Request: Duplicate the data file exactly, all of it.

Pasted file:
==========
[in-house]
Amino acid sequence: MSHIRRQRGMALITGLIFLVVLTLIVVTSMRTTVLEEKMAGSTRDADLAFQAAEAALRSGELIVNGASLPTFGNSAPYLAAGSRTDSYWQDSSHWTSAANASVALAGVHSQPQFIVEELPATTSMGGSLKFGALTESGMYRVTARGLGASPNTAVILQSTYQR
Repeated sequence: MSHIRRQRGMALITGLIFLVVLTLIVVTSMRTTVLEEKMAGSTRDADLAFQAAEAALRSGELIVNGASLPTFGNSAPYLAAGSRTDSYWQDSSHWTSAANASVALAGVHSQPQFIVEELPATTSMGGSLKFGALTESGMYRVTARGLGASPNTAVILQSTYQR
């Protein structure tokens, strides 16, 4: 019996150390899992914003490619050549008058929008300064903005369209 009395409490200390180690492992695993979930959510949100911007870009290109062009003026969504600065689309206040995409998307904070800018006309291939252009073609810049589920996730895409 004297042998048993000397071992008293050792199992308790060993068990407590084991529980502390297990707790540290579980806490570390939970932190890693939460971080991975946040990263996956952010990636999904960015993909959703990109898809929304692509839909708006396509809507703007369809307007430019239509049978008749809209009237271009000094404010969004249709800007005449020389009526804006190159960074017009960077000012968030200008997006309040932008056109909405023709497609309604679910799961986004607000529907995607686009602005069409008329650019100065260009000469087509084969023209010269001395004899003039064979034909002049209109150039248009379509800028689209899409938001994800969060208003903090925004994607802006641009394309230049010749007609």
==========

[in-house]
Amino acid sequence: MSHIRRQRGMALITGLIFLVVLTLIVVTSMRTTVLEEKMAGSTRDADLAFQAAEAALRSGELIVNGASLPTFGNSAPYLAAGSRTDSYWQDSSHWTSAANASVALAGVHSQPQFIVEELPATTSMGGSLKFGALTESGMYRVTARGLGASPNTAVILQSTYQR
Repeated sequence: MSHIRRQRGMALITGLIFLVVLTLIVVTSMRTTVLEEKMAGSTRDADLAFQAAEAALRSGELIVNGASLPTFGNSAPYLAAGSRTDSYWQDSSHWTSAANASVALAGVHSQPQFIVEELPATTSMGGSLKFGALTESGMYRVTARGLGASPNTAVILQSTYQR
């Protein structure tokens, strides 16, 4: 019996150390899992914003490619050549008058929008300064903005369209 009395409490200390180690492992695993979930959510949100911007870009290109062009003026969504600065689309206040995409998307904070800018006309291939252009073609810049589920996730895409 004297042998048993000397071992008293050792199992308790060993068990407590084991529980502390297990707790540290579980806490570390939970932190890693939460971080991975946040990263996956952010990636999904960015993909959703990109898809929304692509839909708006396509809507703007369809307007430019239509049978008749809209009237271009000094404010969004249709800007005449020389009526804006190159960074017009960077000012968030200008997006309040932008056109909405023709497609309604679910799961986004607000529907995607686009602005069409008329650019100065260009000469087509084969023209010269001395004899003039064979034909002049209109150039248009379509800028689209899409938001994800969060208003903090925004994607802006641009394309230049010749007609």